healthcare costsCost sharing is a reality for many people with health insurance today, but a number of women's preventative services should be available to you with no copayment or coinsurance, even if you haven’t met your yearly deductible, as long as you see an in-network provider for your plan.

Tops on the list for many women is contraception.  According to, the Affordable Care Act (ACA) requires that insurers fully cover the cost of at least one form of contraception in each of the methods that the Food and Drug Administration has identified for women in its current Birth Control Guide, which includes birth control pills, the ring, the patch, and intrauterine devices.

The issue came to the forefront recently when the U.S. Department of Health and Human Services restated the wellness care provisions of the law in the face of complaints from women who said that their insurers were not covering the cost of contraception services like birth control pills.

Along with contraception services, your insurer should also be picking up the full cost of screenings for cervical cancer, HIV screening and counseling, screening and counseling for sexually transmitted infections such as chlamydia, and gonorrhea and syphilis screening and counseling.

Also, breast cancer mammography screenings for women over age 40 are fully covered, as is osteoporosis screening for at-risk women over age 60, and Human Papillomavirus (HPV) DNA testing for women age 30 and over.

Other wellness services that are fully covered under the ACA include paying for folic acid supplements for women who may become pregnant, and breastfeeding comprehensive support and counseling from trained providers, including access to breastfeeding supplies for pregnant and nursing women. Insurers are also required to pay the full cost of tobacco use screening and interventions for all women.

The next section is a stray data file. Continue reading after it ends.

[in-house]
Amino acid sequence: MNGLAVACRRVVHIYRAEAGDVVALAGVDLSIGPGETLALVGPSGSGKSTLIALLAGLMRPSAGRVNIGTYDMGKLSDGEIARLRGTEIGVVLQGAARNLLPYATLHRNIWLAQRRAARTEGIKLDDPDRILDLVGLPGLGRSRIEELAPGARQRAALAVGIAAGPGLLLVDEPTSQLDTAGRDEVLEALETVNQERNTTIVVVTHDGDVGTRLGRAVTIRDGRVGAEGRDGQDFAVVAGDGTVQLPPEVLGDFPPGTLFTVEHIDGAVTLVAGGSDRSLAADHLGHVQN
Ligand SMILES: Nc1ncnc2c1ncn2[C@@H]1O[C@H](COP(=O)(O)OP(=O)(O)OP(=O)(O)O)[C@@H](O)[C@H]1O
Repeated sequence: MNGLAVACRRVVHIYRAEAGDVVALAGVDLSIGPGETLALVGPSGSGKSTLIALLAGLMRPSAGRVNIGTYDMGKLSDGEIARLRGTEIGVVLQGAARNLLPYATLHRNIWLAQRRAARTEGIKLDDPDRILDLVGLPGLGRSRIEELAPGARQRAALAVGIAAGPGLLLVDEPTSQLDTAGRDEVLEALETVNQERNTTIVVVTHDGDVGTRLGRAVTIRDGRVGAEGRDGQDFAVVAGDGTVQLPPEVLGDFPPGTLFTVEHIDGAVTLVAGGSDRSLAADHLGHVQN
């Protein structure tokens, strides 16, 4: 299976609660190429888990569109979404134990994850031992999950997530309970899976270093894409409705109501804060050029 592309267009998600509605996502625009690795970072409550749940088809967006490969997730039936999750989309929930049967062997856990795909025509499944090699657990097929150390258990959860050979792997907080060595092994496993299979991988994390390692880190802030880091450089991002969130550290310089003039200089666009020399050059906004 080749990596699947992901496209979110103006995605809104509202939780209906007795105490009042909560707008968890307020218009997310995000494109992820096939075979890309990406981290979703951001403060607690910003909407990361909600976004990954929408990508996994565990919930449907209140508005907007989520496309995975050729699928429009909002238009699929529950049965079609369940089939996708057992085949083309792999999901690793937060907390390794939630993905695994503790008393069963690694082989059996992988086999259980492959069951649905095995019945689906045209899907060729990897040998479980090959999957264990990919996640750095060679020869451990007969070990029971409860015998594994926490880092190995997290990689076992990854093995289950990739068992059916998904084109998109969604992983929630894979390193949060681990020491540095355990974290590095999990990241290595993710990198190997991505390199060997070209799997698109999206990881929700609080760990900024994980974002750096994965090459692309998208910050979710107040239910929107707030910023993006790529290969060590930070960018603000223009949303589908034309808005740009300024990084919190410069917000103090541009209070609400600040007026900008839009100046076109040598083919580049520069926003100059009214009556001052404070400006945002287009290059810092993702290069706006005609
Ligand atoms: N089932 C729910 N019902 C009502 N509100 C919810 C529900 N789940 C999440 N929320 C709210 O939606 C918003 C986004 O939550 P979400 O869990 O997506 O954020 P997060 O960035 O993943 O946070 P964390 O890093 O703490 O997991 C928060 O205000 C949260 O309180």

dos-donts smPregnancy is a time when you're focused on doing all the right things to give your baby the best start possible. Sometimes that means giving up things that you enjoy, but it's not all bad news. Here's a dozen tips that will help you have a happier, healthier pregnancy.

DO eat well and enjoy five or six smaller balanced meals each day.

DON'T do household chores that require heavy lifting, litter box cleanup, or the use of harsh chemicals

DO get eight hours of sleep a day, and take naps if necessary.

DON'T drink alcohol.

DO take a prenatal vitamin each day as directed by your obstetrician.

DON'T smoke or expose yourself to secondhand smoke.

DO drink plenty of fluids but DON'T make it a beverage with caffeine or artificial coloring.

DON'T wear high heels or tight shoes and DO put your feet up to prevent swelling.

DO exercise by walking or taking a pregnancy exercise class.

DON'T skip the sunscreen because pregnancy makes you more prone to sunburn.

DO wear a seat belt but keep it under the abdomen and low as possible on the hips.

DON'T take over-the-counter medications or herbal remedies without first consulting your obstetrician.


DO take time to indulge yourself occasionally with a nice manicure, an evening with your friends, or just a quiet walk to relax and de-stress. It's good for you and your baby.


summer healthySummer is a great time to get active and enjoy fun in the sun, but don't let your summer be sidelined by a vaginal yeast infection. Humid weather can increase your risk, and there are steps you can take to avoid having to deal with a yeast infection.

Start by slipping out of that wet swimsuit as soon as possible. Sitting in wet clothes can promote the overgrowth of yeast that leads to an infection. And when you're changing into your dry clothes, pick out a pair of cotton underwear. Synthetic fibers can hold moisture, but cotton keeps it away from your skin.